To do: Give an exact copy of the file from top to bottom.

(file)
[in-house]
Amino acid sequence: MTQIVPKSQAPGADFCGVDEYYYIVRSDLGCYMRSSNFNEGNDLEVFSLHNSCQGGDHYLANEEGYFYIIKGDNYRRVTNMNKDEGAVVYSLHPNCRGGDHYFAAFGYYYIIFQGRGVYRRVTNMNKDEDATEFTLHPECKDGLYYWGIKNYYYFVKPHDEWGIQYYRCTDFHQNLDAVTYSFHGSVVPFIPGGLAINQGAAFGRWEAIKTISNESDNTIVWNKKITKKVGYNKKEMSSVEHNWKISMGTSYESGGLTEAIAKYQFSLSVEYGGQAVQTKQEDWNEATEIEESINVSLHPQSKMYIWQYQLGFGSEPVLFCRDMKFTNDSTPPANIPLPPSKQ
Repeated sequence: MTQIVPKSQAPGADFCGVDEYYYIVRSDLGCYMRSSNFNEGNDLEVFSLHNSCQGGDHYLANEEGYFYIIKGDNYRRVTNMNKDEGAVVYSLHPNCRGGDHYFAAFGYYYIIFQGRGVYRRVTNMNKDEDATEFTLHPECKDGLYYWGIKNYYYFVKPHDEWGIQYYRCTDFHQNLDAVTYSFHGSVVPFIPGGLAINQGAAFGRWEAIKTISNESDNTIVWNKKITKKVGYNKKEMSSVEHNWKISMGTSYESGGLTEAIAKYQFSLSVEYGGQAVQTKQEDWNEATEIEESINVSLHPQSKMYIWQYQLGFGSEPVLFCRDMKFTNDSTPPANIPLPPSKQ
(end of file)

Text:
[in-house]
Amino acid sequence: MTQIVPKSQAPGADFCGVDEYYYIVRSDLGCYMRSSNFNEGNDLEVFSLHNSCQGGDHYLANEEGYFYIIKGDNYRRVTNMNKDEGAVVYSLHPNCRGGDHYFAAFGYYYIIFQGRGVYRRVTNMNKDEDATEFTLHPECKDGLYYWGIKNYYYFVKPHDEWGIQYYRCTDFHQNLDAVTYSFHGSVVPFIPGGLAINQGAAFGRWEAIKTISNESDNTIVWNKKITKKVGYNKKEMSSVEHNWKISMGTSYESGGLTEAIAKYQFSLSVEYGGQAVQTKQEDWNEATEIEESINVSLHPQSKMYIWQYQLGFGSEPVLFCRDMKFTNDSTPPANIPLPPSKQ
Repeated sequence: MTQIVPKSQAPGADFCGVDEYYYIVRSDLGCYMRSSNFNEGNDLEVFSLHNSCQGGDHYLANEEGYFYIIKGDNYRRVTNMNKDEGAVVYSLHPNCRGGDHYFAAFGYYYIIFQGRGVYRRVTNMNKDEDATEFTLHPECKDGLYYWGIKNYYYFVKPHDEWGIQYYRCTDFHQNLDAVTYSFHGSVVPFIPGGLAINQGAAFGRWEAIKTISNESDNTIVWNKKITKKVGYNKKEMSSVEHNWKISMGTSYESGGLTEAIAKYQFSLSVEYGGQAVQTKQEDWNEATEIEESINVSLHPQSKMYIWQYQLGFGSEPVLFCRDMKFTNDSTPPANIPLPPSKQ